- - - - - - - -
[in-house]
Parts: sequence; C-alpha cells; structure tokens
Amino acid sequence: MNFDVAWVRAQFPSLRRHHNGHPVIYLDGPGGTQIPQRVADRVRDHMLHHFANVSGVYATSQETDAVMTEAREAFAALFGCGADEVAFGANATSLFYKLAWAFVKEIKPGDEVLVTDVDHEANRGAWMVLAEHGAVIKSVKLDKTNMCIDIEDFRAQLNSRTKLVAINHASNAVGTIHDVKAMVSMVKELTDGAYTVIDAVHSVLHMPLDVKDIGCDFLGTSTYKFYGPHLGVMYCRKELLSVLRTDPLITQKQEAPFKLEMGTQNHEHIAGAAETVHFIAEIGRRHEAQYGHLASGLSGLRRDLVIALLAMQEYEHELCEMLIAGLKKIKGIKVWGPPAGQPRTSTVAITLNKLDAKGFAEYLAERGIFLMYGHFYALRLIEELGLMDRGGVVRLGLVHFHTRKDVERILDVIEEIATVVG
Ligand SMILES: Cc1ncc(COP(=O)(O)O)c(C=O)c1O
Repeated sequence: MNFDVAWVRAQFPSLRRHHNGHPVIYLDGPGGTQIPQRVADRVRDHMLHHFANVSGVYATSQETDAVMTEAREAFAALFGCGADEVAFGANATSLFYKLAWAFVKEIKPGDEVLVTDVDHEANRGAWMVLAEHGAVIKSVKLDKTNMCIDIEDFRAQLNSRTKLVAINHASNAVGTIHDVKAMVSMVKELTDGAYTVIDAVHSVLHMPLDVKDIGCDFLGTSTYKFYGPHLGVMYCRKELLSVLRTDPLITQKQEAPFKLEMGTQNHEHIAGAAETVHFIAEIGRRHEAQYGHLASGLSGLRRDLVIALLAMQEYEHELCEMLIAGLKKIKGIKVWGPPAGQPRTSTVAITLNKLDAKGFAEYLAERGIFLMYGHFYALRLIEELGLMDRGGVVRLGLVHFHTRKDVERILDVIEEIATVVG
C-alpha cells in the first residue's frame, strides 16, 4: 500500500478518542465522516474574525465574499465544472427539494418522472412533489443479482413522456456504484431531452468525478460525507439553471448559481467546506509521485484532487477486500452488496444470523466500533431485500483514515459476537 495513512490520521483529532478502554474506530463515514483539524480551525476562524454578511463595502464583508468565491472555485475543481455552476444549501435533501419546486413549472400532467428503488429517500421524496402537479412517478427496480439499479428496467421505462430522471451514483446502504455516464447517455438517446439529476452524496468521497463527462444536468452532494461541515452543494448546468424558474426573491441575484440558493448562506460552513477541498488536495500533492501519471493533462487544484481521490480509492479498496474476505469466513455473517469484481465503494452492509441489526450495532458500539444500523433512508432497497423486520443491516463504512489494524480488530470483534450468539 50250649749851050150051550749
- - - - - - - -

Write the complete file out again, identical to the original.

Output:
[in-house]
Parts: sequence; C-alpha cells; structure tokens
Amino acid sequence: MNFDVAWVRAQFPSLRRHHNGHPVIYLDGPGGTQIPQRVADRVRDHMLHHFANVSGVYATSQETDAVMTEAREAFAALFGCGADEVAFGANATSLFYKLAWAFVKEIKPGDEVLVTDVDHEANRGAWMVLAEHGAVIKSVKLDKTNMCIDIEDFRAQLNSRTKLVAINHASNAVGTIHDVKAMVSMVKELTDGAYTVIDAVHSVLHMPLDVKDIGCDFLGTSTYKFYGPHLGVMYCRKELLSVLRTDPLITQKQEAPFKLEMGTQNHEHIAGAAETVHFIAEIGRRHEAQYGHLASGLSGLRRDLVIALLAMQEYEHELCEMLIAGLKKIKGIKVWGPPAGQPRTSTVAITLNKLDAKGFAEYLAERGIFLMYGHFYALRLIEELGLMDRGGVVRLGLVHFHTRKDVERILDVIEEIATVVG
Ligand SMILES: Cc1ncc(COP(=O)(O)O)c(C=O)c1O
Repeated sequence: MNFDVAWVRAQFPSLRRHHNGHPVIYLDGPGGTQIPQRVADRVRDHMLHHFANVSGVYATSQETDAVMTEAREAFAALFGCGADEVAFGANATSLFYKLAWAFVKEIKPGDEVLVTDVDHEANRGAWMVLAEHGAVIKSVKLDKTNMCIDIEDFRAQLNSRTKLVAINHASNAVGTIHDVKAMVSMVKELTDGAYTVIDAVHSVLHMPLDVKDIGCDFLGTSTYKFYGPHLGVMYCRKELLSVLRTDPLITQKQEAPFKLEMGTQNHEHIAGAAETVHFIAEIGRRHEAQYGHLASGLSGLRRDLVIALLAMQEYEHELCEMLIAGLKKIKGIKVWGPPAGQPRTSTVAITLNKLDAKGFAEYLAERGIFLMYGHFYALRLIEELGLMDRGGVVRLGLVHFHTRKDVERILDVIEEIATVVG
C-alpha cells in the first residue's frame, strides 16, 4: 500500500478518542465522516474574525465574499465544472427539494418522472412533489443479482413522456456504484431531452468525478460525507439553471448559481467546506509521485484532487477486500452488496444470523466500533431485500483514515459476537 495513512490520521483529532478502554474506530463515514483539524480551525476562524454578511463595502464583508468565491472555485475543481455552476444549501435533501419546486413549472400532467428503488429517500421524496402537479412517478427496480439499479428496467421505462430522471451514483446502504455516464447517455438517446439529476452524496468521497463527462444536468452532494461541515452543494448546468424558474426573491441575484440558493448562506460552513477541498488536495500533492501519471493533462487544484481521490480509492479498496474476505469466513455473517469484481465503494452492509441489526450495532458500539444500523433512508432497497423486520443491516463504512489494524480488530470483534450468539 50250649749851050150051550749